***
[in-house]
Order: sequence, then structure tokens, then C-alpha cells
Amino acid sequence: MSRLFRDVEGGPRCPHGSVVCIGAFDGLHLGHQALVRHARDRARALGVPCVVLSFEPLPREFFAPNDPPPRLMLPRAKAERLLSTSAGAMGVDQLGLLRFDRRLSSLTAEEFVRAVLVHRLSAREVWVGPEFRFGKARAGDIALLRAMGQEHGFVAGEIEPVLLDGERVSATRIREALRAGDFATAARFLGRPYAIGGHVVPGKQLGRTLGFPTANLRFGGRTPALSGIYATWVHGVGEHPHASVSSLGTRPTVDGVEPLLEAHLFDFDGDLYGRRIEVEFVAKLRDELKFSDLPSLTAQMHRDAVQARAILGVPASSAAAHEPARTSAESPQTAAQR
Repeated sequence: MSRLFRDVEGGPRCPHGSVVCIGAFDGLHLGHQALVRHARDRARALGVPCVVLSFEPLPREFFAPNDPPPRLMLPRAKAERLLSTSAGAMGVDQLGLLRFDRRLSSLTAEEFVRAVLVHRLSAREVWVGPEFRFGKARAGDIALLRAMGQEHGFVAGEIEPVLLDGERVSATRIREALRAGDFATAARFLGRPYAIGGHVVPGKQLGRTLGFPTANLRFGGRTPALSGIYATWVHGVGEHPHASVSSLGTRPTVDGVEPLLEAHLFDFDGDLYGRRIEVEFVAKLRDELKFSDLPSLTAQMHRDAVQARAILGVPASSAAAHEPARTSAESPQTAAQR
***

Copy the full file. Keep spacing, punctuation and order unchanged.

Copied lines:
[in-house]
Order: sequence, then structure tokens, then C-alpha cells
Amino acid sequence: MSRLFRDVEGGPRCPHGSVVCIGAFDGLHLGHQALVRHARDRARALGVPCVVLSFEPLPREFFAPNDPPPRLMLPRAKAERLLSTSAGAMGVDQLGLLRFDRRLSSLTAEEFVRAVLVHRLSAREVWVGPEFRFGKARAGDIALLRAMGQEHGFVAGEIEPVLLDGERVSATRIREALRAGDFATAARFLGRPYAIGGHVVPGKQLGRTLGFPTANLRFGGRTPALSGIYATWVHGVGEHPHASVSSLGTRPTVDGVEPLLEAHLFDFDGDLYGRRIEVEFVAKLRDELKFSDLPSLTAQMHRDAVQARAILGVPASSAAAHEPARTSAESPQTAAQR
Repeated sequence: MSRLFRDVEGGPRCPHGSVVCIGAFDGLHLGHQALVRHARDRARALGVPCVVLSFEPLPREFFAPNDPPPRLMLPRAKAERLLSTSAGAMGVDQLGLLRFDRRLSSLTAEEFVRAVLVHRLSAREVWVGPEFRFGKARAGDIALLRAMGQEHGFVAGEIEPVLLDGERVSATRIREALRAGDFATAARFLGRPYAIGGHVVPGKQLGRTLGFPTANLRFGGRTPALSGIYATWVHGVGEHPHASVSSLGTRPTVDGVEPLLEAHLFDFDGDLYGRRIEVEFVAKLRDELKFSDLPSLTAQMHRDAVQARAILGVPASSAAAHEPARTSAESPQTAAQR